As science fiction, the novel fails because she isn't even paying attention and projecting from the technological trends of the 1950's, jet flight, rocketry, nuclear power/weaponry, television, the first computers, etc. Furthermore, she doesn't seem to be paying attention to contemporary social trends either: America's post-war economy was booming, anti-Communism was in its hay-day, the civil rights movement was in its nascent stages, the non-aligned movement was rejecting both Communism and American capitalism in favor of nationalism, labor was partnering with capital (and organized crime), and so on and so on, yet these things aren't in any way reflected in the novel. The only reference I recall to pop culture was a sneering description of a jazz version of one of Halley's concertos.

Then we have various unrealistic plot-points. Dagney Taggart, with one semester of metallurgy under her belt, is able to determine the validity of the Reardon metal formula, while the government scientists are too stupid, evil, or jealous to realize what a boon it is. We have John Galt's machine, which is essentially a perpetual motion machine, without which Rand Objectivist utopia of Galt's Gulch would be impossible. And of course, we have Galt's 56-page speech which rivets the nation, even though by Rand's own description, it is a nation of barely-human, looting, second-handing idiots. (I tell you what, if John Galt interrupted the adventures of Marshal Matt Dillon on Gunsmoke, I'd be pretty pissed. Now there was some good drama! Realistic characters in a realistic setting dealing with complex issues of power, freedom, and morality. You can learn more about human beings and the human condition in one hour of Gunsmoke than you can in all 1000+ pages of Atlas Shrugged!)

And that's what this comes down to for me, the human condition. My litmus test for good literature is whether or not if offers insight into the complexities and ambiguities of the human condition, whereas Rand's very premise is that there's no such thing as ambiguity, complexity, or even a human condition!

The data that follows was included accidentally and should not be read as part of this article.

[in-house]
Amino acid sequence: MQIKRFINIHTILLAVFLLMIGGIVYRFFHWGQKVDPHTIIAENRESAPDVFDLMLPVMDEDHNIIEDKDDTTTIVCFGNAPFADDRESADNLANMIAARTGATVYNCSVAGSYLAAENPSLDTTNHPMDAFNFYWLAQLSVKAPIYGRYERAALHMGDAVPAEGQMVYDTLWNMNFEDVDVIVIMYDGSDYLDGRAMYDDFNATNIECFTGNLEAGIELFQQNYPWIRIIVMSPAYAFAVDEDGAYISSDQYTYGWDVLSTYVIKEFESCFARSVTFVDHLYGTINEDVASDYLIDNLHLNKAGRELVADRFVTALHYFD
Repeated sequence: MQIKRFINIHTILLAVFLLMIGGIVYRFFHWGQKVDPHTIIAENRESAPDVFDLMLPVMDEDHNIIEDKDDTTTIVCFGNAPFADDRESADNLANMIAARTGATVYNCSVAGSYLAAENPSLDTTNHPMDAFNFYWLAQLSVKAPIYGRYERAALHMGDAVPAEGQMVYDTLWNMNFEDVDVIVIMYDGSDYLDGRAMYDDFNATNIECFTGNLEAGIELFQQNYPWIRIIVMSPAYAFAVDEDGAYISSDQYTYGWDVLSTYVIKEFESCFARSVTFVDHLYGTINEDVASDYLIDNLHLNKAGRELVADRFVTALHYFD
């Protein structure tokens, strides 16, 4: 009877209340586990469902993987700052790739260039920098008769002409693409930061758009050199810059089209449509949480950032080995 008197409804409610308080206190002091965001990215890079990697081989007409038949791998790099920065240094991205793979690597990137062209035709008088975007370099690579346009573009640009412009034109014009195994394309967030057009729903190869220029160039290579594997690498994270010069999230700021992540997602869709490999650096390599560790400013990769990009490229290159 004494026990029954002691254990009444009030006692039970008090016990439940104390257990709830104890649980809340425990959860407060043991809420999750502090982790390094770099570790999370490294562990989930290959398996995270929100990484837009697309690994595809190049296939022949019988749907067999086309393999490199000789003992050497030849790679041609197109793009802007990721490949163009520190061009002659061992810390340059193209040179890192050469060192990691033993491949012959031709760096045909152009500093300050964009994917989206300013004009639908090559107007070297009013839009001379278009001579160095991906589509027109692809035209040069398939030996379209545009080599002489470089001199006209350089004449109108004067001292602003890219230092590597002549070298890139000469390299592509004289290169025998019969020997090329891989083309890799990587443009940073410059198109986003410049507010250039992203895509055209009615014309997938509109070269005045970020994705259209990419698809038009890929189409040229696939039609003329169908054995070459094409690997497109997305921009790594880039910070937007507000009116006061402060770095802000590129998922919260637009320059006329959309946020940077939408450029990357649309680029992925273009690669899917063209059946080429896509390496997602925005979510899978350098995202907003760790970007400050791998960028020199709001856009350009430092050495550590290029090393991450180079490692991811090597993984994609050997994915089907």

Now, all of my criticism are completely void if you read Atlas Shrugged as an Objectivist allegory or fable. All of those things I criticize (unrealistic and flat characters, banal and cliched descriptions, over-obvious symbolism and foreshadowing, ridiculous plot-points, etc) in Atlas Shrugged are almost necessary when writing allegory because you're trying to drive home an unmistakeable point. However, if you're reading Atlas Shrugged as an Objectivist allegory, it's no longer being read as pure narrative.

Anyway, that's my sawbuck on the issue. Feel free to disagree.

Daniel Barnes said...

>You can learn more about human beings and the human condition in one hour of Gunsmoke than you can in all 1000+ pages of Atlas Shrugged!

Great analysis, David. I'm dutifully re-reading "Atlas" at the moment, which amounts to re-reading the unreadable. What gets me is the way the characters are either screaming, or being very, very still. It's a very weird book.

Michael Prescott said...

I haven't read the book in years, but I think I would still have a higher opinion of it than David's. I would see it as highly stylized, operatic story - not realistic at all. Some sections are pretty powerful, like the whole build-up to the tunnel disaster.

I don't think it was meant to represent a science-fiction future - more like a parallel universe in which 1940s/50s America is significantly more collectivist (because the individualists have been going on strike). Of course, it really reflects the USA circa 1930, but Rand never seems to have moved beyond her initial impressions of the country she adopted.

Anyway, as James M. Cain famously said, the only critic who counts is Old Man Posterity - the test of time. Atlas is still around after 50 years, so Old Man Posterity seems to be smiling at it thus far.

(Admittedly, if I reread it today, I might hate it. I'm basing my opinion on memories from 15 years ago, back when I still agreed with Rand.)

Dragonfly said...

Like Michael I think the book does have its strong points, otherwise I couldn't have read it a dozen times. Although in the past I already had some misgivings about some parts, it's only fairly recently that I've become fully aware of the weak points. So it is a compliment for Rand that she could seduce me for so long a time. I still think that some parts are excellent, for example the introduction, which has a filmic quality, it's like the opening of a Hitchcock movie. Also the gathering of the people in the dark room at the top of the building, and there are many more pregnant scenes. What I also value is the "integration" of the style (this is a terrible Objectivist buzzword, but I think it's here in place), that every sentence is meaningful and not just some superfluous padding, like extensive descriptions of the environment; even if she describes the environment it's always full of meaning. I remember examples of Balzac where he describes the construction of a building that is so complex that I got completely lost (he'd better give a picture instead).